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Breastfeeding my Toddler – Me! Eat! Your boobies!

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Ramona is two now and our breastfeeding relationship is still going strong. There is something incredibly special about having a nursing toddler who can vocalise their feelings about it- the first time she looked up at me with those wide dewy eyes, took a pause from nursing to exclaim “YUMMY!” was a bit heart melting, and I remember thinking every mummy should nurse long enough to get some verbal feedback on the quality of their milk!

This morning I was a little more difficult to rouse for Ramona’s first nurse of the day and her usual snuggling and murmurs of “Mummy. Milk. Please” weren’t getting much response. She began pulling at my PJ’s saying “Me! Eat! Your Boobies!”

Ooh, waking up with a (slightly nervous) chuckle is a good way to wake up.

(Another benefit of cosleeping I guess- waking up with laughter happens quite often as Ramona’s early morning chats are quite hilarious, ranging from random musing about her favourite things to giggling at her own first fart of the day.)

I am 5 months pregnant now and my milk seems to be changing week by week – as early as 12 weeks it seemed I just had colostrum. And Ramona has taken her grown-up food eating to another level, putting away whole bananas, plates of spaghetti and gingerbread in a way she hasn’t done before, so she is obviously getting much less full on my milk. I am entering the fairly well documented stage of, um, finding it a bit hard. She only nurses 4-5 times a day, and most of those are completely fine, joyous for us both even. But the lengthy ones just before nap time and sleep can provide a bit of teeth grinding and cross eyed-ness for me. It is not dissimilar to those first ever new-born feeds where you just had to grin and bear it.

If we can, I am keen to plough through it, hoping that for us, like many other mammas, it is just a short stage of pregnancy. I can just see so many benefits for us still. Breastfeeding such a simple way to fill up her cup – keeping the emotional energy of a wild and rambunctious toddler steady.

Nursing toddler

We had a tricky period early on in pregnancy, when she really cut down her nursing, and I failed to recognise the debt this left, emotionally. I guess people who don’t breastfeed (like her Daddy, who tends not to) really quickly identify other ways of topping up their kid’s well being- knowing the right balance of hugs, games and other “connecting” activities.  Having been reliant on nursing – and her being completely in control of this- there were a few weeks when my milk was changing and she was nursing much less, where we had a bit of disconnect; she was volatile and fractious.

The relationship side of breastfeeding really hit home, I had kind of taken it for granted. For so long Ramona’s nursing sessions had been providing these perfect moments of connection throughout our day, moments that both of us needed. It actually restored us, healed any little snags in our relationship.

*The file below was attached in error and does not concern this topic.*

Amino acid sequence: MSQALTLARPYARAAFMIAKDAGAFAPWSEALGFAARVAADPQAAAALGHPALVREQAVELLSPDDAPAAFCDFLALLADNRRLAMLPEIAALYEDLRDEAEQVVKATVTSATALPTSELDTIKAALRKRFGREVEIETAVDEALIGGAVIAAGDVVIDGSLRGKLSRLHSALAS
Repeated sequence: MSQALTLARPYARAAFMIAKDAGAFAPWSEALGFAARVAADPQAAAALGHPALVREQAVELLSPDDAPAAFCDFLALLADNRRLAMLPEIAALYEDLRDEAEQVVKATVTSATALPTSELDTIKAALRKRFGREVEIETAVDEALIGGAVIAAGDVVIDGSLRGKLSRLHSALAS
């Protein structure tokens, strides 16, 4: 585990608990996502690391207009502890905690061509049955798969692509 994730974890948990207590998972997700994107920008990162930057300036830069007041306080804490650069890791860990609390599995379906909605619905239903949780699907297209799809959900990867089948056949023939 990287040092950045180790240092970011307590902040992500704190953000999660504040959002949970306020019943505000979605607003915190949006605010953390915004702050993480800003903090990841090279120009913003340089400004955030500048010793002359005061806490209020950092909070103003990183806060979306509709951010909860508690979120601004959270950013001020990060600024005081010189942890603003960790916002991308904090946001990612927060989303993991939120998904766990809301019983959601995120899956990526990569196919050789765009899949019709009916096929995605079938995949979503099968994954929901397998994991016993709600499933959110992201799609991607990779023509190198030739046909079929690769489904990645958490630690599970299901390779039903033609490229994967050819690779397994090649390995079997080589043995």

We had to find a new rhythm, fresh ways of connecting. In a way it was like beginning another lesson in parenthood. My husband Tim was much more advanced in these activities, having identified the need a year ago, once I left them together half the week as I went to work.

But we had to find our own ways – I couldn’t just steal Tim’s and think they would work for us. (Gah, exclaims my lazy old self.)

Some of the best ways I have found to connect with Ramona, as she weans off nursing a bit include:

  • Taking more hot baths together (such a cool way of spending cold winter afternoons) – we can spend an hour, blowing bubbles, painting the sides, singing
  • Two person dance parties – we put the music up loud and throw down our shapes, impressing each other
  • Kissing Game – you take it turns to kiss funny parts of each other
  • Pulling faces- we try and out do each other with our weird and wonderful facial expressions
  • Hide and Seek – together, so not so much seeking but hiding from imaginary people, usually snuggling under blankets and duvets

I think the key is in activities that involve loads of eye contact, and have the potential to end up in squeals of giggles. Laughter is a healer, no?

Ramona has somehow figured out that sleeping between 11pm and 7 am is a good plan, and doesn’t nurse anymore. (There was a while when I thought she might do this forever) – which just gives me full confidence that these kids know exactly what they need.

Breastfeeding is so much about trust. Trusting ourselves and trusting our children. I am so glad I was able to discount the voices that suggested Ramona’s night nursing would continue forever. And I am so glad I am able now, to distrust the ones that say nursing toddlers will never quit.

They do. And for now, it is still just perfect for us. With a smattering of dancing, playing and splashing, we are connecting more than ever.

What is your breastfeeding story? Have you found the same thing? How have you found ways to connect with your kids?

Feel free to check out my other posts on breastfeeding, including “Nursing a Micromachine” and the letter I had to write to my rubbish, myth-making Doctor.

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A sibling on the scene

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Every morning when my daughter Ramona opens her eyes, she snuggles up to my face and whispers “Hello, mummy”. These days, this tiny tradition is followed up by her scuffling down and pulling apart my pyjama top and murmuring “Hello, baby” into my tummy. With no bump to reveal my 4 month pregnancy just yet my belly button is getting all the attention.